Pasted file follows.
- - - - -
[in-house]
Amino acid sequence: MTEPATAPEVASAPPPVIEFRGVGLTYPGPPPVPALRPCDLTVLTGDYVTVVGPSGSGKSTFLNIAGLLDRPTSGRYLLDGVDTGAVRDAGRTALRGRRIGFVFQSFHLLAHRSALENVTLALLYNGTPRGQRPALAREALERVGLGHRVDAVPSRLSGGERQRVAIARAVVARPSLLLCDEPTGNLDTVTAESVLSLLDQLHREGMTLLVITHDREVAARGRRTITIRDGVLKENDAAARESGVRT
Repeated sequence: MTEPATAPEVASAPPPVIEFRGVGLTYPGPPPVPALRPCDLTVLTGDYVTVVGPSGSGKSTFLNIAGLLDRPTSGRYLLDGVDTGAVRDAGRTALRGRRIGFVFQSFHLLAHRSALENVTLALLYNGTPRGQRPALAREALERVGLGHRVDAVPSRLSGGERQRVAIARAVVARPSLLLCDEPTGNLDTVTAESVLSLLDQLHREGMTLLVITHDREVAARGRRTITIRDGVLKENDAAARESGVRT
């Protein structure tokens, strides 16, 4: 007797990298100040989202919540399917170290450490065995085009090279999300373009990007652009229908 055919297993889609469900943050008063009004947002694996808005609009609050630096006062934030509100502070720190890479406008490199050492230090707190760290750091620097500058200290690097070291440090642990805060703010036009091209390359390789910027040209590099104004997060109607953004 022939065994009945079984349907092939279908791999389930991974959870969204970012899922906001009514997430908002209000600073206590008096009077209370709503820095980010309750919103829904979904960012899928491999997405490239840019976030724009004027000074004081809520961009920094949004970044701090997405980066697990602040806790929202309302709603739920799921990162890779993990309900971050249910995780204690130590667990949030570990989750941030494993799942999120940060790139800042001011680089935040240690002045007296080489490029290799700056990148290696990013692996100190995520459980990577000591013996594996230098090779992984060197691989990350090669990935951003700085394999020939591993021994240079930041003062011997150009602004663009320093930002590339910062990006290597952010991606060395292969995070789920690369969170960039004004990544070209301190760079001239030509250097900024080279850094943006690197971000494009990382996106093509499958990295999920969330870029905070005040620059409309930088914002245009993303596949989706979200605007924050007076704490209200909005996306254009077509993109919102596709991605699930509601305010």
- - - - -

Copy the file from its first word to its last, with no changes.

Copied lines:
[in-house]
Amino acid sequence: MTEPATAPEVASAPPPVIEFRGVGLTYPGPPPVPALRPCDLTVLTGDYVTVVGPSGSGKSTFLNIAGLLDRPTSGRYLLDGVDTGAVRDAGRTALRGRRIGFVFQSFHLLAHRSALENVTLALLYNGTPRGQRPALAREALERVGLGHRVDAVPSRLSGGERQRVAIARAVVARPSLLLCDEPTGNLDTVTAESVLSLLDQLHREGMTLLVITHDREVAARGRRTITIRDGVLKENDAAARESGVRT
Repeated sequence: MTEPATAPEVASAPPPVIEFRGVGLTYPGPPPVPALRPCDLTVLTGDYVTVVGPSGSGKSTFLNIAGLLDRPTSGRYLLDGVDTGAVRDAGRTALRGRRIGFVFQSFHLLAHRSALENVTLALLYNGTPRGQRPALAREALERVGLGHRVDAVPSRLSGGERQRVAIARAVVARPSLLLCDEPTGNLDTVTAESVLSLLDQLHREGMTLLVITHDREVAARGRRTITIRDGVLKENDAAARESGVRT
């Protein structure tokens, strides 16, 4: 007797990298100040989202919540399917170290450490065995085009090279999300373009990007652009229908 055919297993889609469900943050008063009004947002694996808005609009609050630096006062934030509100502070720190890479406008490199050492230090707190760290750091620097500058200290690097070291440090642990805060703010036009091209390359390789910027040209590099104004997060109607953004 022939065994009945079984349907092939279908791999389930991974959870969204970012899922906001009514997430908002209000600073206590008096009077209370709503820095980010309750919103829904979904960012899928491999997405490239840019976030724009004027000074004081809520961009920094949004970044701090997405980066697990602040806790929202309302709603739920799921990162890779993990309900971050249910995780204690130590667990949030570990989750941030494993799942999120940060790139800042001011680089935040240690002045007296080489490029290799700056990148290696990013692996100190995520459980990577000591013996594996230098090779992984060197691989990350090669990935951003700085394999020939591993021994240079930041003062011997150009602004663009320093930002590339910062990006290597952010991606060395292969995070789920690369969170960039004004990544070209301190760079001239030509250097900024080279850094943006690197971000494009990382996106093509499958990295999920969330870029905070005040620059409309930088914002245009993303596949989706979200605007924050007076704490209200909005996306254009077509993109919102596709991605699930509601305010």